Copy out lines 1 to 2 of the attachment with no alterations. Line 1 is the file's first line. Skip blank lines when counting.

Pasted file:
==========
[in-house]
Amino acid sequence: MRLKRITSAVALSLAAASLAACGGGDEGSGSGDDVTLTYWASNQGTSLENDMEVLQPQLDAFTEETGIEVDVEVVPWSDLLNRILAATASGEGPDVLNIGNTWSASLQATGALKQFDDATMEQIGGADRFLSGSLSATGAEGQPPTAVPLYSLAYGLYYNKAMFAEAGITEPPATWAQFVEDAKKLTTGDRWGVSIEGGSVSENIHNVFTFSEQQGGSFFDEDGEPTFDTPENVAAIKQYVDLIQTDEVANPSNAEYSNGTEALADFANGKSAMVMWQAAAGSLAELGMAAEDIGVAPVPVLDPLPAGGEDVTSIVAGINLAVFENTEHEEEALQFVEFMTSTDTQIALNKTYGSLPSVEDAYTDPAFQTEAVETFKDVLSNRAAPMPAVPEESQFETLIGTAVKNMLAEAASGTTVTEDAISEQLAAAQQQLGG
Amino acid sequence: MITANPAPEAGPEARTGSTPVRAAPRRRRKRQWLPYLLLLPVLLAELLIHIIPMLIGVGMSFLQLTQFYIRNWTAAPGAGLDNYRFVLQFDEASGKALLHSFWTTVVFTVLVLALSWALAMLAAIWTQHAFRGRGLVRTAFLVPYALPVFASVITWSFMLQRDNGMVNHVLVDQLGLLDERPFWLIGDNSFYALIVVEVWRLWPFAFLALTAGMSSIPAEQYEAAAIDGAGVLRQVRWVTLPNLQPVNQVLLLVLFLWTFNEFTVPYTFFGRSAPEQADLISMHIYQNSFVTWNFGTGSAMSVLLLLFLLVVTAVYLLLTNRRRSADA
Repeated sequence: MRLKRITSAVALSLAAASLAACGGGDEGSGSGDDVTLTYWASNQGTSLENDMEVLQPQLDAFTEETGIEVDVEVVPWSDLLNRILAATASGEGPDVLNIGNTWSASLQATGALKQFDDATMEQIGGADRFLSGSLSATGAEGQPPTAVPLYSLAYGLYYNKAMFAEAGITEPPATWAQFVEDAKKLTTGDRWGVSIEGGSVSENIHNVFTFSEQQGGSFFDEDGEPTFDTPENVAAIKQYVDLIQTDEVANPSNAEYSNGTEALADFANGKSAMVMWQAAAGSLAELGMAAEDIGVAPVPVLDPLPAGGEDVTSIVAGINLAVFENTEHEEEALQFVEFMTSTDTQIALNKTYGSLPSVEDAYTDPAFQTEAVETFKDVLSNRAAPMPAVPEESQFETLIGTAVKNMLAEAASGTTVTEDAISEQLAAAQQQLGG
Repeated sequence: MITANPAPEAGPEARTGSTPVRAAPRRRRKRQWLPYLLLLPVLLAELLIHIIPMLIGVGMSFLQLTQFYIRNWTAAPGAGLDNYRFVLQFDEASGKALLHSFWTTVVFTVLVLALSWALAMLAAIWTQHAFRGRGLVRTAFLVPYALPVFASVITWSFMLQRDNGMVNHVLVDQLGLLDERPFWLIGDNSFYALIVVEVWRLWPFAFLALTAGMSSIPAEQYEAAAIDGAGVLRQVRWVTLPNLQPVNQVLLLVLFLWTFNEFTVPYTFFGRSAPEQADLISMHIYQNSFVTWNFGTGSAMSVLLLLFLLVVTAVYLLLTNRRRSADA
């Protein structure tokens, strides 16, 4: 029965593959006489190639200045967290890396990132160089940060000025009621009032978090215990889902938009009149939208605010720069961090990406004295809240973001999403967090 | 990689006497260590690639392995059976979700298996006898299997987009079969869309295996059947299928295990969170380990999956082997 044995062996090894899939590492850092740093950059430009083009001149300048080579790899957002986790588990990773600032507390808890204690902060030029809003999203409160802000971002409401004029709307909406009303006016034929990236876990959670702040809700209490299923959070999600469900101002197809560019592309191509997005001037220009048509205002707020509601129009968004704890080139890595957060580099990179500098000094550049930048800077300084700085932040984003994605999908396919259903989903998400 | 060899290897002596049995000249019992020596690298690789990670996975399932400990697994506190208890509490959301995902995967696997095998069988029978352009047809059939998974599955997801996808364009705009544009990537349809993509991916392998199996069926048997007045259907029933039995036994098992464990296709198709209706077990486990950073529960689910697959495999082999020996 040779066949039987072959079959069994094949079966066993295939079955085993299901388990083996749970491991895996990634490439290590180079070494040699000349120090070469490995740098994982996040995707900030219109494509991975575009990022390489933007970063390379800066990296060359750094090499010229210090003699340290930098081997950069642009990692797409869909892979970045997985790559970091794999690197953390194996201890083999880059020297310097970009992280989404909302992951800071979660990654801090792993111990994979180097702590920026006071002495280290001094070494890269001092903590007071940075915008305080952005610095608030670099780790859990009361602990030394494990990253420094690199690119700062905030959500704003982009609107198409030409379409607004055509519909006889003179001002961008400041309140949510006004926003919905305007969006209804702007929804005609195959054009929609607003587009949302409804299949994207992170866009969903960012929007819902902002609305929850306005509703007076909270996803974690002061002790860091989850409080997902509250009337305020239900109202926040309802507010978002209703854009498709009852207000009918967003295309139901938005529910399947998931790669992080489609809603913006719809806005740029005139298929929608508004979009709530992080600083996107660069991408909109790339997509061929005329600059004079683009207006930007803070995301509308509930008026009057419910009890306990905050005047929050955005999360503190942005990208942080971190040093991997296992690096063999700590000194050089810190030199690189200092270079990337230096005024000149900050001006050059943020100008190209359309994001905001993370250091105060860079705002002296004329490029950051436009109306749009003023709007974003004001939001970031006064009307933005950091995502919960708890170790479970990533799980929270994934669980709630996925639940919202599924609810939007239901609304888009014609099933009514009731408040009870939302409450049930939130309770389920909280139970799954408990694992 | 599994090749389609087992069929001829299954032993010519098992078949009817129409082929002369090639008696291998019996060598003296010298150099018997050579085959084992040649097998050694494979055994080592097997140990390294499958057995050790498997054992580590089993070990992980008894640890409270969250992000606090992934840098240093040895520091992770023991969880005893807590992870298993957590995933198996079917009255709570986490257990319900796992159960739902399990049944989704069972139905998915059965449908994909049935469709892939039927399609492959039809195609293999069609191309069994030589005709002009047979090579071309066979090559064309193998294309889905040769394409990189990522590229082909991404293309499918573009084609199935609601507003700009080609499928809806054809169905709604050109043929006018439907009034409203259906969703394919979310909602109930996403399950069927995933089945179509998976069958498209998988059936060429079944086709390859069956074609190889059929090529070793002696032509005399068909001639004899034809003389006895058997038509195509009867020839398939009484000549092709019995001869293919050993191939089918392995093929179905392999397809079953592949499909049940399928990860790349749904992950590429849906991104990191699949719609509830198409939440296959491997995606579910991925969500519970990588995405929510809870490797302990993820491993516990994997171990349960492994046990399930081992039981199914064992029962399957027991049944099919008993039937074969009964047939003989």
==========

[in-house]
Amino acid sequence: MRLKRITSAVALSLAAASLAACGGGDEGSGSGDDVTLTYWASNQGTSLENDMEVLQPQLDAFTEETGIEVDVEVVPWSDLLNRILAATASGEGPDVLNIGNTWSASLQATGALKQFDDATMEQIGGADRFLSGSLSATGAEGQPPTAVPLYSLAYGLYYNKAMFAEAGITEPPATWAQFVEDAKKLTTGDRWGVSIEGGSVSENIHNVFTFSEQQGGSFFDEDGEPTFDTPENVAAIKQYVDLIQTDEVANPSNAEYSNGTEALADFANGKSAMVMWQAAAGSLAELGMAAEDIGVAPVPVLDPLPAGGEDVTSIVAGINLAVFENTEHEEEALQFVEFMTSTDTQIALNKTYGSLPSVEDAYTDPAFQTEAVETFKDVLSNRAAPMPAVPEESQFETLIGTAVKNMLAEAASGTTVTEDAISEQLAAAQQQLGG